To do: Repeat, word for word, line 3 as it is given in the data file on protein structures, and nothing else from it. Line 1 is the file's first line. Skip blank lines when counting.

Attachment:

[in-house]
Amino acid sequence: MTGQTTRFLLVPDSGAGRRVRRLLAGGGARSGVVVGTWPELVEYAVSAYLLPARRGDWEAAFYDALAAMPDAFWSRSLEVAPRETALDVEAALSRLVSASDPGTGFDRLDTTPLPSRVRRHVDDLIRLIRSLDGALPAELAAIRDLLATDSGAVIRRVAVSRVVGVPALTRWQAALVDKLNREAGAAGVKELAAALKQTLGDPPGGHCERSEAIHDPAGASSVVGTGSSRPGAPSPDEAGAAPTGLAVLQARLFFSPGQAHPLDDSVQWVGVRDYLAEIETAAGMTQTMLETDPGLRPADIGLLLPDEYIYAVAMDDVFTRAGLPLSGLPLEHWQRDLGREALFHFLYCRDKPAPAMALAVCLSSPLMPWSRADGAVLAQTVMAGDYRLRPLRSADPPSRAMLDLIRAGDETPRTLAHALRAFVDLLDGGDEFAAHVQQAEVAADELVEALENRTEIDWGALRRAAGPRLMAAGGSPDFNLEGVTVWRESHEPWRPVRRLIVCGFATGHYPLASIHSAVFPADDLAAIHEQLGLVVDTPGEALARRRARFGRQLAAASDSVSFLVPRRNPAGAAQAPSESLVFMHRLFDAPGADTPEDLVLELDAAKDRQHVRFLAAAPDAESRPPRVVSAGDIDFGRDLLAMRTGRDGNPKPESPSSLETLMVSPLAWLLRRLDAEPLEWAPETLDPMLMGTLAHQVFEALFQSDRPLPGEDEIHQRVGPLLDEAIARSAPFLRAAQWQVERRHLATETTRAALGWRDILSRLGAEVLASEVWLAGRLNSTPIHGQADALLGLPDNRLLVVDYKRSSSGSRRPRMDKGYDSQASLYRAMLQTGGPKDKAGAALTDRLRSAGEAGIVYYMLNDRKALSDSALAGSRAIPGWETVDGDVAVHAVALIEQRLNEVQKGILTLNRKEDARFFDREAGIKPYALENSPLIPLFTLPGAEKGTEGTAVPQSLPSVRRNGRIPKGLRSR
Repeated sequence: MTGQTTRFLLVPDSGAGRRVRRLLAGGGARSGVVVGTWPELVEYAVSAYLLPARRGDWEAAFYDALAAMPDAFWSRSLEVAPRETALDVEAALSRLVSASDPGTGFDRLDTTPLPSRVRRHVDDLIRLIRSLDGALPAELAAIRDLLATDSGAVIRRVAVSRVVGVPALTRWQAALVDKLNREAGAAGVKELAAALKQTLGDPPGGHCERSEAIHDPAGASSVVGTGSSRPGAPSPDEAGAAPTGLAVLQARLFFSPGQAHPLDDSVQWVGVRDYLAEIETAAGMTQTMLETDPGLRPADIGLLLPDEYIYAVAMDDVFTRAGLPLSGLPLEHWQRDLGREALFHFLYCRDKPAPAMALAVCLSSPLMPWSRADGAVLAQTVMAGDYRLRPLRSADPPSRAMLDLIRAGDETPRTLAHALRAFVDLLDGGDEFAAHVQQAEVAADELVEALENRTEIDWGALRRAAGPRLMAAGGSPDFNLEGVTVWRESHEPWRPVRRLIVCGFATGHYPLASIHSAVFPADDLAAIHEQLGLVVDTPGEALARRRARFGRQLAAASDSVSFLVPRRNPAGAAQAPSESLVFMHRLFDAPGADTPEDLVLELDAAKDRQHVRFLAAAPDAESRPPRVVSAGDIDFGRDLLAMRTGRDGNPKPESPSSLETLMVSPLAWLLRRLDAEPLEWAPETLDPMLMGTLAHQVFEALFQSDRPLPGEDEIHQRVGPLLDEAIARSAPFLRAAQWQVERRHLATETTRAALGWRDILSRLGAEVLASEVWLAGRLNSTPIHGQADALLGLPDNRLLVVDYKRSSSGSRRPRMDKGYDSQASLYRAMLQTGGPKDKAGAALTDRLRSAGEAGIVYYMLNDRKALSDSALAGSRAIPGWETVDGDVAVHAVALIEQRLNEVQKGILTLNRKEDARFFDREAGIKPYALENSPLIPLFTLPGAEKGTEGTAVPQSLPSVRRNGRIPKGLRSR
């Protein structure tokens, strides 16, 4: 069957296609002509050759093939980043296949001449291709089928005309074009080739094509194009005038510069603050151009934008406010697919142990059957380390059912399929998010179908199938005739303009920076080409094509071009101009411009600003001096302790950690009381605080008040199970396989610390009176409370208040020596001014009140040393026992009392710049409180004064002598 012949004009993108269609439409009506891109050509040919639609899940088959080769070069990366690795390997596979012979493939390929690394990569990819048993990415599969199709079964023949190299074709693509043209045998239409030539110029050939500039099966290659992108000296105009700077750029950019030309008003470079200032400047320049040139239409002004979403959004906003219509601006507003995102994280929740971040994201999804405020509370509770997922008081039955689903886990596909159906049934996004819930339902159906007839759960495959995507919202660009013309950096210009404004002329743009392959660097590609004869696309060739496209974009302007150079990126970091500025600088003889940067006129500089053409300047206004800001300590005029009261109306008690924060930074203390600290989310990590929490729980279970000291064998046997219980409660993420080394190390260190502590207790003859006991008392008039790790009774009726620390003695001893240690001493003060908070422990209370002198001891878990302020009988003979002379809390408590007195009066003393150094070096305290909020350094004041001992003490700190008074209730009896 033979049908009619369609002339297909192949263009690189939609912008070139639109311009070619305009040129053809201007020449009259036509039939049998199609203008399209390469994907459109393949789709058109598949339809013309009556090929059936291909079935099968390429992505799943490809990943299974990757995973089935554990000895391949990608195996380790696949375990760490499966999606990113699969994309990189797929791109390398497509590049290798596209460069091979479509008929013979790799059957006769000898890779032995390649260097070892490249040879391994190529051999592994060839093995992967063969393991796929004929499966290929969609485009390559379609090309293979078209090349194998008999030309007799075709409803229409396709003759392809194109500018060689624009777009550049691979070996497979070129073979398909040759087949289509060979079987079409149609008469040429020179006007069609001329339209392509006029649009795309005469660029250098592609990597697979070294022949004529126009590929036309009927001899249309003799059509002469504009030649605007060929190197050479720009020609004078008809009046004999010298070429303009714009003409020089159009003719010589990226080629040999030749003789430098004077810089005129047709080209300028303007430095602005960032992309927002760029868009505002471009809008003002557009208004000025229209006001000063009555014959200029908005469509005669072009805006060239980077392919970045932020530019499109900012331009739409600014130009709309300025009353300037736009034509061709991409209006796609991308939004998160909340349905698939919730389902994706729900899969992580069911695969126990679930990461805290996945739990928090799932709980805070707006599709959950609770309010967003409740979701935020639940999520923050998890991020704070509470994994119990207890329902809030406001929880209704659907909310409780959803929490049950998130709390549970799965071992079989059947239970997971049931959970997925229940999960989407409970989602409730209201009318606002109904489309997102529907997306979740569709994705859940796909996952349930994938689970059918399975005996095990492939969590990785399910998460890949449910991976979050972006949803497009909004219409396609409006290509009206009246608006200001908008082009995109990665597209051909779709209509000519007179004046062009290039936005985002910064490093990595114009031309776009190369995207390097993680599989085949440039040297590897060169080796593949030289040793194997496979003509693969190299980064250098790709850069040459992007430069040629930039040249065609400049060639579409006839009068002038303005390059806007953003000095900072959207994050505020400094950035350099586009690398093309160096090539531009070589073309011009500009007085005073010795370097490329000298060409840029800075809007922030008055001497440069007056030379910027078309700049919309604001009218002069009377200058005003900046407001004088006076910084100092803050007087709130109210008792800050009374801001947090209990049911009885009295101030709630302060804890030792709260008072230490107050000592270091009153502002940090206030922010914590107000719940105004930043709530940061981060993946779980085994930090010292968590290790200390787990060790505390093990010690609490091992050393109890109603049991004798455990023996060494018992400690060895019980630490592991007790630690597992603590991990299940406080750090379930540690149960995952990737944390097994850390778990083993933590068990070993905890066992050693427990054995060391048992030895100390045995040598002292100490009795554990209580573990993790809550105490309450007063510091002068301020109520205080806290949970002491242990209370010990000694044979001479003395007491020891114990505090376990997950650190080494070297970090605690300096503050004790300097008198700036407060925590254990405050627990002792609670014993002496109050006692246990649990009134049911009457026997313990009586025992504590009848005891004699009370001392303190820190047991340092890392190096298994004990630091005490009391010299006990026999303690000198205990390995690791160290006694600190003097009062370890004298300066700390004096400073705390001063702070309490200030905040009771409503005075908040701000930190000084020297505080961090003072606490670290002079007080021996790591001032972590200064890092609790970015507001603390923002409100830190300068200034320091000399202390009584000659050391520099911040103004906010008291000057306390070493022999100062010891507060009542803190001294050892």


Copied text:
Repeated sequence: MTGQTTRFLLVPDSGAGRRVRRLLAGGGARSGVVVGTWPELVEYAVSAYLLPARRGDWEAAFYDALAAMPDAFWSRSLEVAPRETALDVEAALSRLVSASDPGTGFDRLDTTPLPSRVRRHVDDLIRLIRSLDGALPAELAAIRDLLATDSGAVIRRVAVSRVVGVPALTRWQAALVDKLNREAGAAGVKELAAALKQTLGDPPGGHCERSEAIHDPAGASSVVGTGSSRPGAPSPDEAGAAPTGLAVLQARLFFSPGQAHPLDDSVQWVGVRDYLAEIETAAGMTQTMLETDPGLRPADIGLLLPDEYIYAVAMDDVFTRAGLPLSGLPLEHWQRDLGREALFHFLYCRDKPAPAMALAVCLSSPLMPWSRADGAVLAQTVMAGDYRLRPLRSADPPSRAMLDLIRAGDETPRTLAHALRAFVDLLDGGDEFAAHVQQAEVAADELVEALENRTEIDWGALRRAAGPRLMAAGGSPDFNLEGVTVWRESHEPWRPVRRLIVCGFATGHYPLASIHSAVFPADDLAAIHEQLGLVVDTPGEALARRRARFGRQLAAASDSVSFLVPRRNPAGAAQAPSESLVFMHRLFDAPGADTPEDLVLELDAAKDRQHVRFLAAAPDAESRPPRVVSAGDIDFGRDLLAMRTGRDGNPKPESPSSLETLMVSPLAWLLRRLDAEPLEWAPETLDPMLMGTLAHQVFEALFQSDRPLPGEDEIHQRVGPLLDEAIARSAPFLRAAQWQVERRHLATETTRAALGWRDILSRLGAEVLASEVWLAGRLNSTPIHGQADALLGLPDNRLLVVDYKRSSSGSRRPRMDKGYDSQASLYRAMLQTGGPKDKAGAALTDRLRSAGEAGIVYYMLNDRKALSDSALAGSRAIPGWETVDGDVAVHAVALIEQRLNEVQKGILTLNRKEDARFFDREAGIKPYALENSPLIPLFTLPGAEKGTEGTAVPQSLPSVRRNGRIPKGLRSR